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Ballet Talk for Dancers

Tips for Keeping Seat and Thighs Clenched


MattMan

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I took my first ballet class late in 2019 and still have trouble remembering to keep my seat and thighs tight or clenched most of the time during class exercises.  I believe this is a male dancer specific topic, so I am posting it here.  What are some of the things that helped you with this when you started out?  Thanks in advance for sharing.  

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Willimus

So I actually prefer the idea of “active “ muscles rather than “clenched” and that’s how I teach it. And this is not a topic that is, in my opinion,, specific to male dancers. This sort of problem, like keeping the stomach in (engaged abdominal muscles) takes time and daily practice/reminders. It took me three years to get my stomach under control (former adult beginner here, now teaching in multiple pre-professional programs). Keep working and be patient. The fact that you are aware is fantastic. Ballet is so complex and requires so much thought that it can take a very long time for things like this to go on “automatic pilot”. Give yourself time and space. “The study of ballet is the relentless pursuit of an unachievable perfection.”

Edited by Willimus
Wanted to add more info
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LOL  The ... relentless pursuit of unachievable perfection.   Thanks for the encouragement.  

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  • 1 month later...
StormTrouper

Similar to Willamus’ explanation, in fitness lingo, we talk about engaging various muscles; actually we are referring to or meaning muscle chains, which you can research on the ‘net as it is a fairly useful concept I think.

Because some people teaching ballet lack a sound grounding in science concepts (physiology, kinesiology, etc.) they will resort to expressions like clenching. 

If you research about ‘placement’ in ballet and core stability (especially one-legged core stability) then UNDERSTANDING these two underlying concepts and principles can sometimes aid in learning towards intuitively practicing ‘correct technique’.  (Vaganova teaching in particulat I think integrates and incorporates such principles.)  I am of the teaching-learning school that when ADULTS appreciate WHY certain things matter their learning is more fulsome.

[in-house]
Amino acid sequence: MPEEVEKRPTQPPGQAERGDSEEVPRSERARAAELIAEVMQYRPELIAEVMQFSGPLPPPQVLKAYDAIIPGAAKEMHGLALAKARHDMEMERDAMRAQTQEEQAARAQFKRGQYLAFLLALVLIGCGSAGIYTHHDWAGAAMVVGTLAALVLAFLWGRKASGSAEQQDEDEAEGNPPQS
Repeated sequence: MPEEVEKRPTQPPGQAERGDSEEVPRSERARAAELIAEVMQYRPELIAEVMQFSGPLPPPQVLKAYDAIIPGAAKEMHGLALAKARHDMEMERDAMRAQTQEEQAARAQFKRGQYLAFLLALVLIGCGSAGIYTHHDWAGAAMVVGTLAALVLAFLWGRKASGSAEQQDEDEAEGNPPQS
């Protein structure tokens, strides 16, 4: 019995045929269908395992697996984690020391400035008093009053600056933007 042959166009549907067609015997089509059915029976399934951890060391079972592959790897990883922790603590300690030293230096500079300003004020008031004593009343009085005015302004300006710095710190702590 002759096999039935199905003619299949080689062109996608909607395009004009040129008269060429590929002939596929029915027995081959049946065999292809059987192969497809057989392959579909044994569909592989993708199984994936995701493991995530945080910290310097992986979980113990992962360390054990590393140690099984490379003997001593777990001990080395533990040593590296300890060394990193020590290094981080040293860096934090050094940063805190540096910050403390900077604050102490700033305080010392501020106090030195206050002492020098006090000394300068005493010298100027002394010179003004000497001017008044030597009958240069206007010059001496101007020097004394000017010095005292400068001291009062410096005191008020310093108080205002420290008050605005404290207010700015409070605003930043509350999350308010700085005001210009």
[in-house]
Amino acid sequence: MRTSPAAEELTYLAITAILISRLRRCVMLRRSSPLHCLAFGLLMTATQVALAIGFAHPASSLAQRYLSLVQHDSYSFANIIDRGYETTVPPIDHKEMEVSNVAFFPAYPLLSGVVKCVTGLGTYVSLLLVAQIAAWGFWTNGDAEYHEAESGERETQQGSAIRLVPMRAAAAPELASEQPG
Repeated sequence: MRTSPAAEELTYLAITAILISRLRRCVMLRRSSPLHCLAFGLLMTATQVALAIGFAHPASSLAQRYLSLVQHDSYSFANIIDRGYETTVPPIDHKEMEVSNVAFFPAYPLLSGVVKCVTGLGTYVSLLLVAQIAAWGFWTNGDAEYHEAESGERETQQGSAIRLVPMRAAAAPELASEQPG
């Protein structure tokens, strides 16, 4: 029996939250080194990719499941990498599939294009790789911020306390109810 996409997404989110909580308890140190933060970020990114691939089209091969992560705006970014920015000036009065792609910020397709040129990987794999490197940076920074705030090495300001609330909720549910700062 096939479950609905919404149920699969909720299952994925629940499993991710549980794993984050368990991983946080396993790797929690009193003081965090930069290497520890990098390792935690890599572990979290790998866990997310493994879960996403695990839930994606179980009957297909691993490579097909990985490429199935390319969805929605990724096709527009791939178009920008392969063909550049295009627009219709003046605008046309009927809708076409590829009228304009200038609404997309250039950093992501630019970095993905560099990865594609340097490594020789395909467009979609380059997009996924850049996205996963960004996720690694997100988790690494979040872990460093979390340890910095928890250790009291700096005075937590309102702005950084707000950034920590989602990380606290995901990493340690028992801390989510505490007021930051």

Verbal cueing (reminders, like dropping tail bone, zipping abs, closing the separation between inner thighs, open chest, relaxed shoulders, etc. etc. etc.) and proprioceptive self awareness, conditioned reflex... along with repetition... I think can lead eventually to correct technique (proper muscle engagements) becoming second nature and habit (habituation, where if you are doing something less than fully correct, you feel or sense or perceive that ‘something is not quite right’ about what I am doing or attempting to do.)  But also the dancer has to be ‘mindful’ and present in the moment so as to carry out the desired movements in the desired, ideal manner.

This leads to ideas of correct teaching (competent, knowledgeable teachers) so you don’t develop bad habits that will need to be broken and corrected in order to reach the next level of technique, because ‘muscle memory’ (neuro-motor patterns) are just that... patterns right or not-so-right for your facility and level of achievement technically.  Teachers who are exceptional are good at detection (recognition, awareness) and correction (analysis, remediation suited to learner’s style).

 

 

 

 

 

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